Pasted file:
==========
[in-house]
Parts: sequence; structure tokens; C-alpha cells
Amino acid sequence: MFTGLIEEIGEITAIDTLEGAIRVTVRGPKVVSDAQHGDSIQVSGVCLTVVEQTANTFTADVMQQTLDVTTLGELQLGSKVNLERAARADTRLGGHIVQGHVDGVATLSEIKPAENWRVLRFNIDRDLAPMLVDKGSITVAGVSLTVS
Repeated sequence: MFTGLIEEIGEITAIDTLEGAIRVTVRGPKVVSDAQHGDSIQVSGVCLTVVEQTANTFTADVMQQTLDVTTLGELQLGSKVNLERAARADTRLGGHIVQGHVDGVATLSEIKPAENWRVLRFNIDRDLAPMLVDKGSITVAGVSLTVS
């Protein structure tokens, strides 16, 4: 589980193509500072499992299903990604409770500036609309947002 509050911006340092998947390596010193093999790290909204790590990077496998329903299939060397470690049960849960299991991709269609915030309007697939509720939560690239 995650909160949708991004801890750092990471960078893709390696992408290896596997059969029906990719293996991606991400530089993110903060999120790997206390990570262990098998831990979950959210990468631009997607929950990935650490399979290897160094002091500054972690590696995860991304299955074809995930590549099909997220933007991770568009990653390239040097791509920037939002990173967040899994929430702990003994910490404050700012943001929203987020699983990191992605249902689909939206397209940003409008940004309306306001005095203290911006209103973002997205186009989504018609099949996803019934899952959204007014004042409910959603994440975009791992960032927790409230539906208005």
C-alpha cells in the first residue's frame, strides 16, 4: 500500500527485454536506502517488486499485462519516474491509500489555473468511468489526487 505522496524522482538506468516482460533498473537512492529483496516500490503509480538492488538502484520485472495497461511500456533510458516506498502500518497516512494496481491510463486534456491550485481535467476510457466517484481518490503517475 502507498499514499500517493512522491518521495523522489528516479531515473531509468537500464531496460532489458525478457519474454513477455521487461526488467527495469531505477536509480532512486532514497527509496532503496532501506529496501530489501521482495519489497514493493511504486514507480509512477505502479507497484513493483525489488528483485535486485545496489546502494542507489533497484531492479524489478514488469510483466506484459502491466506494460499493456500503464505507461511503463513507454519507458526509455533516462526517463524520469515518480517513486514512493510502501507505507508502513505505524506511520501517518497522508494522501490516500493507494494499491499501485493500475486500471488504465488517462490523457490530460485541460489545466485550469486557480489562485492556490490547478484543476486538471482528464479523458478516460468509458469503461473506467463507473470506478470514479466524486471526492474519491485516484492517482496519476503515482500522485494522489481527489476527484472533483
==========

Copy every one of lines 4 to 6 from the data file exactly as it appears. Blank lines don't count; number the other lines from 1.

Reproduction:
Repeated sequence: MFTGLIEEIGEITAIDTLEGAIRVTVRGPKVVSDAQHGDSIQVSGVCLTVVEQTANTFTADVMQQTLDVTTLGELQLGSKVNLERAARADTRLGGHIVQGHVDGVATLSEIKPAENWRVLRFNIDRDLAPMLVDKGSITVAGVSLTVS
């Protein structure tokens, strides 16, 4: 589980193509500072499992299903990604409770500036609309947002 509050911006340092998947390596010193093999790290909204790590990077496998329903299939060397470690049960849960299991991709269609915030309007697939509720939560690239 995650909160949708991004801890750092990471960078893709390696992408290896596997059969029906990719293996991606991400530089993110903060999120790997206390990570262990098998831990979950959210990468631009997607929950990935650490399979290897160094002091500054972690590696995860991304299955074809995930590549099909997220933007991770568009990653390239040097791509920037939002990173967040899994929430702990003994910490404050700012943001929203987020699983990191992605249902689909939206397209940003409008940004309306306001005095203290911006209103973002997205186009989504018609099949996803019934899952959204007014004042409910959603994440975009791992960032927790409230539906208005």
C-alpha cells in the first residue's frame, strides 16, 4: 500500500527485454536506502517488486499485462519516474491509500489555473468511468489526487 505522496524522482538506468516482460533498473537512492529483496516500490503509480538492488538502484520485472495497461511500456533510458516506498502500518497516512494496481491510463486534456491550485481535467476510457466517484481518490503517475 502507498499514499500517493512522491518521495523522489528516479531515473531509468537500464531496460532489458525478457519474454513477455521487461526488467527495469531505477536509480532512486532514497527509496532503496532501506529496501530489501521482495519489497514493493511504486514507480509512477505502479507497484513493483525489488528483485535486485545496489546502494542507489533497484531492479524489478514488469510483466506484459502491466506494460499493456500503464505507461511503463513507454519507458526509455533516462526517463524520469515518480517513486514512493510502501507505507508502513505505524506511520501517518497522508494522501490516500493507494494499491499501485493500475486500471488504465488517462490523457490530460485541460489545466485550469486557480489562485492556490490547478484543476486538471482528464479523458478516460468509458469503461473506467463507473470506478470514479466524486471526492474519491485516484492517482496519476503515482500522485494522489481527489476527484472533483